Thinking of holidaying in Galicia, Spain!
These pages have been put together to help you decide if the region of Galicia in Spain is the kind of vacation destination that would interest you. They will try to anticipate your questions and offer specific information and advice on what you can expect to find and do in Spain's temperate and green region. Additionally, these pages will put forward some suggestions designed to help you get the most out of a vacation in Galicia, Spain.
Galicia, with its many small towns like Noia and Muros, is not every tourists cup of tea, that's its appeal. This part of Spain is geographically, climatically and culturally different from the better known and more cosmopolitan tourist resorts of the Iberian Peninsula. If you travel to Galicia and expect to find a Benidorm, Alicante or Mijas, you will be in for a shock and, if that is your kind of holiday, a big disappointment! Galicia is not typical of the rest of Spain.
What is different about Galicia?
Firstly, very few people speak English, so you will need a few basic phrases and some enthusiastic sign language. The Galicians will be friendly and foreigners (especially English speakers) are made to feel very welcome in this part of Spain.
Don't expect streets or districts focused on tourism with nothing but gift shops, bars and take away food outlets. There are no "Blackpool pleasure beaches" or Orlando style "International Drives" in Galicia. Galician tourism is there for you to discover and it requires you to make the effort. If you do, I guarantee that this part of Spain will not disappoint you.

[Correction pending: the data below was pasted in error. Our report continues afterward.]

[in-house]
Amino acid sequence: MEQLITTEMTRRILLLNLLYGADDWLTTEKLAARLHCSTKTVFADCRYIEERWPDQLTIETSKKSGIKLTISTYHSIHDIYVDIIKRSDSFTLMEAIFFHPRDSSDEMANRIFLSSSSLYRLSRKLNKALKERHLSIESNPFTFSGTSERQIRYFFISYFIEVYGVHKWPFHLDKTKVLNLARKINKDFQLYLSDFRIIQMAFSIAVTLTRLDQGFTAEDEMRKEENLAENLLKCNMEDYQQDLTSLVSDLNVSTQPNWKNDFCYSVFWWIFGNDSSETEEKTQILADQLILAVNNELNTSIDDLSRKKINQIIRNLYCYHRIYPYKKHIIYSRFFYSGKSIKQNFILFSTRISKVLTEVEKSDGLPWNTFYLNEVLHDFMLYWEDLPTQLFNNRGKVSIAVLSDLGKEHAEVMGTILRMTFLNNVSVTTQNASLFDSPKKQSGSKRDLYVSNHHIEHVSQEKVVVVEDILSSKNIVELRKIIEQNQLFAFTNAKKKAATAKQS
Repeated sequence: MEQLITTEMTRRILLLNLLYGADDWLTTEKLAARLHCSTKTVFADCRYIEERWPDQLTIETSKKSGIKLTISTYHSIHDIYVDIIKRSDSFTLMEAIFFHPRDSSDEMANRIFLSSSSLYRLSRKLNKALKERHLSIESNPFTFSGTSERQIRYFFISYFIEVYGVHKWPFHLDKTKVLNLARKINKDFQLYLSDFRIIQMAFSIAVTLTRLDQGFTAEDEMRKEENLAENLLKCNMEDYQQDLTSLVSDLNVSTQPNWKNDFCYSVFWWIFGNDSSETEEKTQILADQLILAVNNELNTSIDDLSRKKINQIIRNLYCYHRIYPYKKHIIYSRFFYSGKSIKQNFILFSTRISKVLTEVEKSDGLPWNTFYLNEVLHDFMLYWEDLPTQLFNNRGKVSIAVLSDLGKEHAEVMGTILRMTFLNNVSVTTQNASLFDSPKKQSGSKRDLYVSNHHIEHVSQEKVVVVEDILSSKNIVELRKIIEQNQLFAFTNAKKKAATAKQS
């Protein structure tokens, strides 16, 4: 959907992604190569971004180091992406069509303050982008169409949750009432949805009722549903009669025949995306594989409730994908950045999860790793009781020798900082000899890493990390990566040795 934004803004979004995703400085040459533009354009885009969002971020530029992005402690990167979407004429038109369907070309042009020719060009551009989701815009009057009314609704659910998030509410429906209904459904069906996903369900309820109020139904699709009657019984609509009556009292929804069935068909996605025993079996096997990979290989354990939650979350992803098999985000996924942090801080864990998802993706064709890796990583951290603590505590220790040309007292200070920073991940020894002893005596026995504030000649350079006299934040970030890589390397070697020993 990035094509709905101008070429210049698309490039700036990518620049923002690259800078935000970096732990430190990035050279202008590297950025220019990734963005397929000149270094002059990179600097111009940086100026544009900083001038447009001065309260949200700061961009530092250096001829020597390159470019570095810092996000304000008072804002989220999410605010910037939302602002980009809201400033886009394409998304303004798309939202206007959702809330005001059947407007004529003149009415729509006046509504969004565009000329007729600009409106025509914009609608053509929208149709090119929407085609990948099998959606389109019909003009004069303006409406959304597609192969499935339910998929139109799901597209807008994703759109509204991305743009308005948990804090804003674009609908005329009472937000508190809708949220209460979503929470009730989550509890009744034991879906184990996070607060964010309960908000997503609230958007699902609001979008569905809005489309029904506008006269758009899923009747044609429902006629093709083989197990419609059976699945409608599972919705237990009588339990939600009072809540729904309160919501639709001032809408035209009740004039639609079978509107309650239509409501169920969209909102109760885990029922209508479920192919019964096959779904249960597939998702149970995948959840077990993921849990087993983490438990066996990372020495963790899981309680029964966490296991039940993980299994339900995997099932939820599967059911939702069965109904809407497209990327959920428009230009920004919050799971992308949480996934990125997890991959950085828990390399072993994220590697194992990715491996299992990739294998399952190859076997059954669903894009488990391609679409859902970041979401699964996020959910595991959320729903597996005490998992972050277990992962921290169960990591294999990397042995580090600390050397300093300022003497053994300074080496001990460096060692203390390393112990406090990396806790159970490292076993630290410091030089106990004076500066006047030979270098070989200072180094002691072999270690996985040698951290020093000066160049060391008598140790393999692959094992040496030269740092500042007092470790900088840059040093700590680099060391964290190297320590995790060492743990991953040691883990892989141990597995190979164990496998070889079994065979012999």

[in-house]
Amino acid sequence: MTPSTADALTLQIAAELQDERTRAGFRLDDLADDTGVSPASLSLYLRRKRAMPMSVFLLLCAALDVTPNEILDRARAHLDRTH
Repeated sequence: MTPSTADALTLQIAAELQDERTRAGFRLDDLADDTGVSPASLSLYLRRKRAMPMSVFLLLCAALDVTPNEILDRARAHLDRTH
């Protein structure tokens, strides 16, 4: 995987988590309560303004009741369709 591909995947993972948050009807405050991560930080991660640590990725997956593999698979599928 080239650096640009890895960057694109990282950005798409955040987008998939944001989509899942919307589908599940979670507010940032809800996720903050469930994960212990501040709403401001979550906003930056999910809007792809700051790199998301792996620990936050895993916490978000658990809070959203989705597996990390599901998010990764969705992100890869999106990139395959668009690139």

A car is essential in Galicia, it feels like a big place and you need to get out and explore it if you are going to make the most out of your Galician adventure. The roads are generally very good and reasonably well signed, but if you are British, you need to feel comfortable driving on the right hand side of the road (as in the rest of Spain).
Exploration is the key to Galicia
Getting the most out of Galicia is all about exploration and that means getting into the car (or onto a bus or train) and having a good look around.
Obviously you have the major cities like "Santiago de Compostela" to visit, but if you want to see the real Galicia you need to take in some of the smaller towns like Noia. Padron, Monforte and Muros and enjoy the countryside as well.
Galicia is not that large, but the network of small roads will make it feel that way. You will also find that it is quite easy to take two hours to reach a destination which, if there were a motorway, could be reached in 45 minutes. That however is what Galicia is all about, the journey being as much a part of the experience as the eventual destination. I think of Galicia as a giant evolving theme park giving you a view into a history, culture and way of life that is very different to that which most English speaking tourists will have experienced. That said, if you are over 30 or 40 years of age, Galicia will quite probably evoke some childhood memories of places, types of retail outlets and people's friendly behaviour that you remember from earlier (better) times, it certainly does for me.